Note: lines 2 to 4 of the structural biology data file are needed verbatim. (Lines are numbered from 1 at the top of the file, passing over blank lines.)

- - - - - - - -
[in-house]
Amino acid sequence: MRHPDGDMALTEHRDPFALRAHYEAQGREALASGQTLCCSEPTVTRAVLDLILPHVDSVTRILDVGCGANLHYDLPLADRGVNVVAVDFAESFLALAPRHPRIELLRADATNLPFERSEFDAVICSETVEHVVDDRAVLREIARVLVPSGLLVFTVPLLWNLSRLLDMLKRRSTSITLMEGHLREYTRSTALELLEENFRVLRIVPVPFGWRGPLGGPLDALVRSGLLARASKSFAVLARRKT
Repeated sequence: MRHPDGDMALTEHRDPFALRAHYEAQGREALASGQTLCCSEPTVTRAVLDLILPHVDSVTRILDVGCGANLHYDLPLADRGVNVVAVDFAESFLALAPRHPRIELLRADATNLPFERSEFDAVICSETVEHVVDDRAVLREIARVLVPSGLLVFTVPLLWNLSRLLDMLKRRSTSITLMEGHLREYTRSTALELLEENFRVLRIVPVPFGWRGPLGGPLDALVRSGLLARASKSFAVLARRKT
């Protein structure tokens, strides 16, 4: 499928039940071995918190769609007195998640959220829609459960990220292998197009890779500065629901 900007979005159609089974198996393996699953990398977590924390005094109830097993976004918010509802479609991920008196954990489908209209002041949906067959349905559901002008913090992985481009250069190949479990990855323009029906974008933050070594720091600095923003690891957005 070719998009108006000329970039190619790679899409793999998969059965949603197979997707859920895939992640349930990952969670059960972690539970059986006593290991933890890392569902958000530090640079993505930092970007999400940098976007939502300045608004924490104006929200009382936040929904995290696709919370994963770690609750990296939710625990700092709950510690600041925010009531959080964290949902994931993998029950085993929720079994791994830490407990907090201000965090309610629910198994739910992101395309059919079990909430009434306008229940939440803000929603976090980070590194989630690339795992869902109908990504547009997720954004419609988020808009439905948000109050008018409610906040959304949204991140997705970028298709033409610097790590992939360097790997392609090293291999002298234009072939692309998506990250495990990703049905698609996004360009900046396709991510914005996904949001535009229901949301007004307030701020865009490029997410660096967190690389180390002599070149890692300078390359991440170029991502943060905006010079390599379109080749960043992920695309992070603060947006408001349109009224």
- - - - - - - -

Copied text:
Amino acid sequence: MRHPDGDMALTEHRDPFALRAHYEAQGREALASGQTLCCSEPTVTRAVLDLILPHVDSVTRILDVGCGANLHYDLPLADRGVNVVAVDFAESFLALAPRHPRIELLRADATNLPFERSEFDAVICSETVEHVVDDRAVLREIARVLVPSGLLVFTVPLLWNLSRLLDMLKRRSTSITLMEGHLREYTRSTALELLEENFRVLRIVPVPFGWRGPLGGPLDALVRSGLLARASKSFAVLARRKT
Repeated sequence: MRHPDGDMALTEHRDPFALRAHYEAQGREALASGQTLCCSEPTVTRAVLDLILPHVDSVTRILDVGCGANLHYDLPLADRGVNVVAVDFAESFLALAPRHPRIELLRADATNLPFERSEFDAVICSETVEHVVDDRAVLREIARVLVPSGLLVFTVPLLWNLSRLLDMLKRRSTSITLMEGHLREYTRSTALELLEENFRVLRIVPVPFGWRGPLGGPLDALVRSGLLARASKSFAVLARRKT
């Protein structure tokens, strides 16, 4: 499928039940071995918190769609007195998640959220829609459960990220292998197009890779500065629901 900007979005159609089974198996393996699953990398977590924390005094109830097993976004918010509802479609991920008196954990489908209209002041949906067959349905559901002008913090992985481009250069190949479990990855323009029906974008933050070594720091600095923003690891957005 070719998009108006000329970039190619790679899409793999998969059965949603197979997707859920895939992640349930990952969670059960972690539970059986006593290991933890890392569902958000530090640079993505930092970007999400940098976007939502300045608004924490104006929200009382936040929904995290696709919370994963770690609750990296939710625990700092709950510690600041925010009531959080964290949902994931993998029950085993929720079994791994830490407990907090201000965090309610629910198994739910992101395309059919079990909430009434306008229940939440803000929603976090980070590194989630690339795992869902109908990504547009997720954004419609988020808009439905948000109050008018409610906040959304949204991140997705970028298709033409610097790590992939360097790997392609090293291999002298234009072939692309998506990250495990990703049905698609996004360009900046396709991510914005996904949001535009229901949301007004307030701020865009490029997410660096967190690389180390002599070149890692300078390359991440170029991502943060905006010079390599379109080749960043992920695309992070603060947006408001349109009224």